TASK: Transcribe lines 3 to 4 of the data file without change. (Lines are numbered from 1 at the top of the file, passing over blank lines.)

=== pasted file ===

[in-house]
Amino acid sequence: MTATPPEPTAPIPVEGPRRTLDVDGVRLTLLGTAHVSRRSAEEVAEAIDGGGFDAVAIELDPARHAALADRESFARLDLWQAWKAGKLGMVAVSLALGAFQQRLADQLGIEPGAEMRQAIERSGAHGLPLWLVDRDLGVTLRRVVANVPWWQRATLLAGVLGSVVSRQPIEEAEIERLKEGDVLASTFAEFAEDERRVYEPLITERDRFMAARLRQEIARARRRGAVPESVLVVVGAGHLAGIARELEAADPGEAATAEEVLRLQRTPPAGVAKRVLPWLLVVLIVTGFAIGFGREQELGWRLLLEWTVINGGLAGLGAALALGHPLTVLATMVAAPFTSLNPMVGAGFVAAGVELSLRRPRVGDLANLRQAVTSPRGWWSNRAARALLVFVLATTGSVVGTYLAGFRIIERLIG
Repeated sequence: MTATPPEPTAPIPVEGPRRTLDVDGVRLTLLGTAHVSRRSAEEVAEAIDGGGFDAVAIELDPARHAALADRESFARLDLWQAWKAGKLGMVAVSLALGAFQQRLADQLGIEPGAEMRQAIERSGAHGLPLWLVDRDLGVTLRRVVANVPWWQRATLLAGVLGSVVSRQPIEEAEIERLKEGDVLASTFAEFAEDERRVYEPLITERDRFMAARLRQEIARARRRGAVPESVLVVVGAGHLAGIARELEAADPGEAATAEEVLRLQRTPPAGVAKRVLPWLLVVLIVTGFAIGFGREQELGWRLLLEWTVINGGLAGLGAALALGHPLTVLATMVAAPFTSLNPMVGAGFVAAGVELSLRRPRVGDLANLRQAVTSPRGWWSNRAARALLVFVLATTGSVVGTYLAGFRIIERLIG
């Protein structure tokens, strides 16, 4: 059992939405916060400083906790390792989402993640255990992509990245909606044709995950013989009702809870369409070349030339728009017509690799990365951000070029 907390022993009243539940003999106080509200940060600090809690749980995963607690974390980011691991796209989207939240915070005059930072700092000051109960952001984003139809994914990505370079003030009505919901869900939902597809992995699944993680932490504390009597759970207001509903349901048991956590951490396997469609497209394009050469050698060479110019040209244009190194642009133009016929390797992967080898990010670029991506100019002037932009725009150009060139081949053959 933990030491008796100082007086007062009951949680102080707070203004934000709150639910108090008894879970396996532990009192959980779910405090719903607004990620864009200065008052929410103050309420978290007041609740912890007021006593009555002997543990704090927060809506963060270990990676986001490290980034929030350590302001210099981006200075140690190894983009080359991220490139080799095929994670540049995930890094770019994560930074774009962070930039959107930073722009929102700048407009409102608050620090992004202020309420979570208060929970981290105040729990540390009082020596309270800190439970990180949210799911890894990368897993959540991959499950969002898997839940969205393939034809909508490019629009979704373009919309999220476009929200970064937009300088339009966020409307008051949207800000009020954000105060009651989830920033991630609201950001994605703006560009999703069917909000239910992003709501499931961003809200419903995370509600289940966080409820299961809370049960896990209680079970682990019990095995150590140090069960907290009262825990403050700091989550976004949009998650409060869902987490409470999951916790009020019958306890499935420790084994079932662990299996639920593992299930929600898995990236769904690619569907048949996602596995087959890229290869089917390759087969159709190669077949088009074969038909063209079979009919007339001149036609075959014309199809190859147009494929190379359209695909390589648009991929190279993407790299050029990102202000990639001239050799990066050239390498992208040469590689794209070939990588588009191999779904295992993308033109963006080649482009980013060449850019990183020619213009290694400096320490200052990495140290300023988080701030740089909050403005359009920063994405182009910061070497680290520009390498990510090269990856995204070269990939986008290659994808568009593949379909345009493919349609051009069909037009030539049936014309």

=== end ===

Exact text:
Repeated sequence: MTATPPEPTAPIPVEGPRRTLDVDGVRLTLLGTAHVSRRSAEEVAEAIDGGGFDAVAIELDPARHAALADRESFARLDLWQAWKAGKLGMVAVSLALGAFQQRLADQLGIEPGAEMRQAIERSGAHGLPLWLVDRDLGVTLRRVVANVPWWQRATLLAGVLGSVVSRQPIEEAEIERLKEGDVLASTFAEFAEDERRVYEPLITERDRFMAARLRQEIARARRRGAVPESVLVVVGAGHLAGIARELEAADPGEAATAEEVLRLQRTPPAGVAKRVLPWLLVVLIVTGFAIGFGREQELGWRLLLEWTVINGGLAGLGAALALGHPLTVLATMVAAPFTSLNPMVGAGFVAAGVELSLRRPRVGDLANLRQAVTSPRGWWSNRAARALLVFVLATTGSVVGTYLAGFRIIERLIG
């Protein structure tokens, strides 16, 4: 059992939405916060400083906790390792989402993640255990992509990245909606044709995950013989009702809870369409070349030339728009017509690799990365951000070029 907390022993009243539940003999106080509200940060600090809690749980995963607690974390980011691991796209989207939240915070005059930072700092000051109960952001984003139809994914990505370079003030009505919901869900939902597809992995699944993680932490504390009597759970207001509903349901048991956590951490396997469609497209394009050469050698060479110019040209244009190194642009133009016929390797992967080898990010670029991506100019002037932009725009150009060139081949053959 933990030491008796100082007086007062009951949680102080707070203004934000709150639910108090008894879970396996532990009192959980779910405090719903607004990620864009200065008052929410103050309420978290007041609740912890007021006593009555002997543990704090927060809506963060270990990676986001490290980034929030350590302001210099981006200075140690190894983009080359991220490139080799095929994670540049995930890094770019994560930074774009962070930039959107930073722009929102700048407009409102608050620090992004202020309420979570208060929970981290105040729990540390009082020596309270800190439970990180949210799911890894990368897993959540991959499950969002898997839940969205393939034809909508490019629009979704373009919309999220476009929200970064937009300088339009966020409307008051949207800000009020954000105060009651989830920033991630609201950001994605703006560009999703069917909000239910992003709501499931961003809200419903995370509600289940966080409820299961809370049960896990209680079970682990019990095995150590140090069960907290009262825990403050700091989550976004949009998650409060869902987490409470999951916790009020019958306890499935420790084994079932662990299996639920593992299930929600898995990236769904690619569907048949996602596995087959890229290869089917390759087969159709190669077949088009074969038909063209079979009919007339001149036609075959014309199809190859147009494929190379359209695909390589648009991929190279993407790299050029990102202000990639001239050799990066050239390498992208040469590689794209070939990588588009191999779904295992993308033109963006080649482009980013060449850019990183020619213009290694400096320490200052990495140290300023988080701030740089909050403005359009920063994405182009910061070497680290520009390498990510090269990856995204070269990939986008290659994808568009593949379909345009493919349609051009069909037009030539049936014309």